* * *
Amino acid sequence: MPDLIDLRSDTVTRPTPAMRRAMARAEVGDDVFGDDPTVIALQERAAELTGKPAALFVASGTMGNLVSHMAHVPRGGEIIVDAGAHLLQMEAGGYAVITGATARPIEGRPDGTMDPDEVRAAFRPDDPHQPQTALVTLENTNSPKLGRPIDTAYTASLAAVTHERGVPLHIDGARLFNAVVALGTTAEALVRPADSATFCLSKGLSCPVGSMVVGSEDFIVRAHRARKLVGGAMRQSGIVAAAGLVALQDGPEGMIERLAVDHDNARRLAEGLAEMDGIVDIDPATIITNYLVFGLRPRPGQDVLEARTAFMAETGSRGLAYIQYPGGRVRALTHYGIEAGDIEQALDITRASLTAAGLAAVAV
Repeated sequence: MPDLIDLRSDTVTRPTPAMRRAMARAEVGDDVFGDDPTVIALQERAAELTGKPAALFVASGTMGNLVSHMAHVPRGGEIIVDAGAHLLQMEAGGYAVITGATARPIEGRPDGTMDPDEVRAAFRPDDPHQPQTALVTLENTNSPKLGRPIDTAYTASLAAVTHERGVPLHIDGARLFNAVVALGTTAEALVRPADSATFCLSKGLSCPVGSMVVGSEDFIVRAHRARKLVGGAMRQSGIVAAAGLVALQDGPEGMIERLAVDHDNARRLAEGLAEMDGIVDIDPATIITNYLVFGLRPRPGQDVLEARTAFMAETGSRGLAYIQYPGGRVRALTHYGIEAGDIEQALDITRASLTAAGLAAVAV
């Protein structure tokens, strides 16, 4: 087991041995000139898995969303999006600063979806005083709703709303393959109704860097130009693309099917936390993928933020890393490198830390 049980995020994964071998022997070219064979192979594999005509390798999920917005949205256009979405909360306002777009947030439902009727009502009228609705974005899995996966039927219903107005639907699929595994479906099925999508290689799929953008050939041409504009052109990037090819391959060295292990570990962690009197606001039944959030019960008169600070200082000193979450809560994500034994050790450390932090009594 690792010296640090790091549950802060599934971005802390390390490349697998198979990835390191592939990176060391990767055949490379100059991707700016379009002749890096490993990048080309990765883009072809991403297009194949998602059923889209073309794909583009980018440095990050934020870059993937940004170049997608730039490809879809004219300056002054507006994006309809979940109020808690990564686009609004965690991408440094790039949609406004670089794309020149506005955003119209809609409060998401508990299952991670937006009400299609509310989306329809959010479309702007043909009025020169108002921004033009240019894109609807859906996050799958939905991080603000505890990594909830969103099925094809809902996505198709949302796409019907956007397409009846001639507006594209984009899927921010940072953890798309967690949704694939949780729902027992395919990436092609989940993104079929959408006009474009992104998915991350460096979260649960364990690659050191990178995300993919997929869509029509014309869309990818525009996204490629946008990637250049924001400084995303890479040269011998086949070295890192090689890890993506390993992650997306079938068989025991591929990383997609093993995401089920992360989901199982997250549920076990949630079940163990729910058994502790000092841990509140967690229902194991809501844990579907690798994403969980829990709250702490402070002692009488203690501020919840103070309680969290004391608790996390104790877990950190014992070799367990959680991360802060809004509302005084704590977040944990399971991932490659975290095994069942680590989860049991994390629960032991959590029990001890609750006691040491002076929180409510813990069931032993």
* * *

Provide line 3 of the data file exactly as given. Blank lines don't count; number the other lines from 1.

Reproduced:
């Protein structure tokens, strides 16, 4: 087991041995000139898995969303999006600063979806005083709703709303393959109704860097130009693309099917936390993928933020890393490198830390 049980995020994964071998022997070219064979192979594999005509390798999920917005949205256009979405909360306002777009947030439902009727009502009228609705974005899995996966039927219903107005639907699929595994479906099925999508290689799929953008050939041409504009052109990037090819391959060295292990570990962690009197606001039944959030019960008169600070200082000193979450809560994500034994050790450390932090009594 690792010296640090790091549950802060599934971005802390390390490349697998198979990835390191592939990176060391990767055949490379100059991707700016379009002749890096490993990048080309990765883009072809991403297009194949998602059923889209073309794909583009980018440095990050934020870059993937940004170049997608730039490809879809004219300056002054507006994006309809979940109020808690990564686009609004965690991408440094790039949609406004670089794309020149506005955003119209809609409060998401508990299952991670937006009400299609509310989306329809959010479309702007043909009025020169108002921004033009240019894109609807859906996050799958939905991080603000505890990594909830969103099925094809809902996505198709949302796409019907956007397409009846001639507006594209984009899927921010940072953890798309967690949704694939949780729902027992395919990436092609989940993104079929959408006009474009992104998915991350460096979260649960364990690659050191990178995300993919997929869509029509014309869309990818525009996204490629946008990637250049924001400084995303890479040269011998086949070295890192090689890890993506390993992650997306079938068989025991591929990383997609093993995401089920992360989901199982997250549920076990949630079940163990729910058994502790000092841990509140967690229902194991809501844990579907690798994403969980829990709250702490402070002692009488203690501020919840103070309680969290004391608790996390104790877990950190014992070799367990959680991360802060809004509302005084704590977040944990399971991932490659975290095994069942680590989860049991994390629960032991959590029990001890609750006691040491002076929180409510813990069931032993």